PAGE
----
The Hidden Rockstar of EHS

Coire Geare, the orchestra and mariachi teacher at EHS, has more to them than meets the eye. From playing multiple instruments to playing in bands, Geare is one of the coolest teachers here at EHS. Because of COVID, Geare has had to find unique opportunities to still be able to perform and experience music. 

Geare plays electric bass at one of their shows by Brian Knor Photography.

“I’ve been really fortunate because I play with a big band, and the people in that band are both willing to meet to do rehearsals and to do performances but they are also willing to wear masks and social distance,” Geare said. “It’s also a lot of getting contacted by people to write bass lines for their songs that they’re submitting to projects.” By being willing to follow COVID guidelines, Geare has been able to provide themselves with a way to maintain some semblance of normality. This way Geare can play their bass in a band in person rather than performing over zoom. But arguably the coolest thing Geare has done during COVID is record an album for their band, Novasomnia. 

“I’m in a progressive rock band and this summer we recorded an album. It’s all instrumental. We thought about a vocalist for a while but we decided against it. We have a guitar, bass, drums and harp. Instead of a rhythm guitar player, we have a harp player,” said Geare. “It’s not quite on the metal spectrum but also not quite on the rock spectrum either. It’s somewhere in between.” Geare’s band is a unique instrumental band that uses non-traditional instruments to communicate with its listeners. However, as glamorous as it may all seem, Geare has been struggling with mental illness for a good portion of their life.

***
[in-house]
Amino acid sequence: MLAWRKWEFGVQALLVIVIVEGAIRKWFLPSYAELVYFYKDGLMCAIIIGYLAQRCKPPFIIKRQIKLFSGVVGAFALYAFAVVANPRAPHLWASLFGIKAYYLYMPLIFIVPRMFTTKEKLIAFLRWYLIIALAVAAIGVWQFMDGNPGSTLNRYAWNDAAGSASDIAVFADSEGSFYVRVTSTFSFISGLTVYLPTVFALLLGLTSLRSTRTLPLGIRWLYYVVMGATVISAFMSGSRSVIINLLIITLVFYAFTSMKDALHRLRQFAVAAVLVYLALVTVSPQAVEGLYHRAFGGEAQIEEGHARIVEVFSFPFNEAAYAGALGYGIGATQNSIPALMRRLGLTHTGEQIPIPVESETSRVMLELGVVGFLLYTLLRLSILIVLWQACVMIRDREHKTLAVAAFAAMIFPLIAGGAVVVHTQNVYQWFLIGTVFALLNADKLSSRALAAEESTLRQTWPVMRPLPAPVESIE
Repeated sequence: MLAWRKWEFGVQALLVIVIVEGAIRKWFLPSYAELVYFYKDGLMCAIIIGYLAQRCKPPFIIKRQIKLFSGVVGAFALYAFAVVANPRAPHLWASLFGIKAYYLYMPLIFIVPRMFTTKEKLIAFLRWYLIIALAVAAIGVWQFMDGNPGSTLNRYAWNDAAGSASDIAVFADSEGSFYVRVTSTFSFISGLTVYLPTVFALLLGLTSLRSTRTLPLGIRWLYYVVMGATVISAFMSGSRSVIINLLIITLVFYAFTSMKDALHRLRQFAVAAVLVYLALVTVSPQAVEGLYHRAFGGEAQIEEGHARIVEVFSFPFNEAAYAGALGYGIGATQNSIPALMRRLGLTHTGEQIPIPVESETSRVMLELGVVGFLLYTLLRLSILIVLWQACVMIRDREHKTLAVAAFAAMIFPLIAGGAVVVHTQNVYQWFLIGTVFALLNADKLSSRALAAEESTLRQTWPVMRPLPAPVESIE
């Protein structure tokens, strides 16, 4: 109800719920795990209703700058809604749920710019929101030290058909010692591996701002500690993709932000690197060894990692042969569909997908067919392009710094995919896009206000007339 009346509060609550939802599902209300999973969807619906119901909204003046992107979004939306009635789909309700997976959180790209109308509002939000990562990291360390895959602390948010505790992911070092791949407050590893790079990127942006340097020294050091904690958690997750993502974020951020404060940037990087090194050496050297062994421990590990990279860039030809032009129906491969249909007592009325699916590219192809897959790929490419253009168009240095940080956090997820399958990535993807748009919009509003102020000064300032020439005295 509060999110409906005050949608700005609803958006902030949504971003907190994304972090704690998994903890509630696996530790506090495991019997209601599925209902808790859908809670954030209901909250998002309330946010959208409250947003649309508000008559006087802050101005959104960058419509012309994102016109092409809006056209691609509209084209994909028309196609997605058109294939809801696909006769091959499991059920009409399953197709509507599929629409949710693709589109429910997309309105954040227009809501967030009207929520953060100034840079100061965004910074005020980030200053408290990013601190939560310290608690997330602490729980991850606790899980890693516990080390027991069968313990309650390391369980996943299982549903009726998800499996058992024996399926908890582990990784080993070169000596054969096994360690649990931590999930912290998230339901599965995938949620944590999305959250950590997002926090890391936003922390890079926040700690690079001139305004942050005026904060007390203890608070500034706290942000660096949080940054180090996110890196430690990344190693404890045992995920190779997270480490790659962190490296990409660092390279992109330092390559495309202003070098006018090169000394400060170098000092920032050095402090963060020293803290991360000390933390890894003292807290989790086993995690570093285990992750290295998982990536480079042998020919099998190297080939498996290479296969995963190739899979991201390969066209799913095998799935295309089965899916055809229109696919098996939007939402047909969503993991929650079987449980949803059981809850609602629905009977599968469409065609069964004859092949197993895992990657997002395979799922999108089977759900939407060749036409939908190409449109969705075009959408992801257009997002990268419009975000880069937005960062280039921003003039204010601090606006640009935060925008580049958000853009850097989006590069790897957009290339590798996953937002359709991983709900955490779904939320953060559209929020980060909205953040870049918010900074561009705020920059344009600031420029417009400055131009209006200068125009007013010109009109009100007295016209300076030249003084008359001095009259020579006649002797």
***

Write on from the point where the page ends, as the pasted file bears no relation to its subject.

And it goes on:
Geare plays their stand up bass, Coire Geare

“When I was younger, I was really concerned about whether or not I was going to be able to make it in the adult world because I have ADHD, and it makes it really challenging. Navigating high school was a huge challenge for me and it was really difficult to balance.” ADHD causes a struggle to focus, forgetfulness, fidgeting and so much more. This makes doing simple day-to-day tasks much harder than they are to a neurotypical person. And alongside the challenges of ADHD, Geare has also spent time trying to figure out their identity. 

“I think and hope that my younger self would see me as an out, trans non-binary person, and would have the most relieving epiphany in the entire world, like ‘oh my god that’s what it is’,” said Geare. “It’s a rough path. I think there were many reasons why I ran away from it. I was very concerned about getting bullied and not having friends. There was a lot of conformity to the not-so-healthy, masculine stereotypes that I was doing.” To Geare, seeing their students come out is an amazing experience.

“For people who are queer or LGBTQ+, it’s such a core aspect of who you are. It’s such a foundational piece of how you understand yourself and how you feel and how you move through the world. To not be in that place and to not feel it and not to understand yourself, I think it causes a lot of problems. It’s such an amazing thing to feel like yourself and to know who you are. And to see kids figuring it out at a young age, feeling like they have that freedom and space to do that, it’s a joyful thing.”

Coming out is a very vulnerable thing that takes time and courage. After struggling with their identity for so long seeing their students be able to be comfortable in their own skin and proud of it makes them very proud. 

Coire Geare, the orchestra teacher here at EHS, has recorded music throughout Covid while still teaching their classes. But in order to get to that point Geare went through many hardships. After all that they stayed strong and became a role model to students here at EHS. They are living proof that you can live your dreams and have fun doing it.

Geare practices their electric base, Coire Geare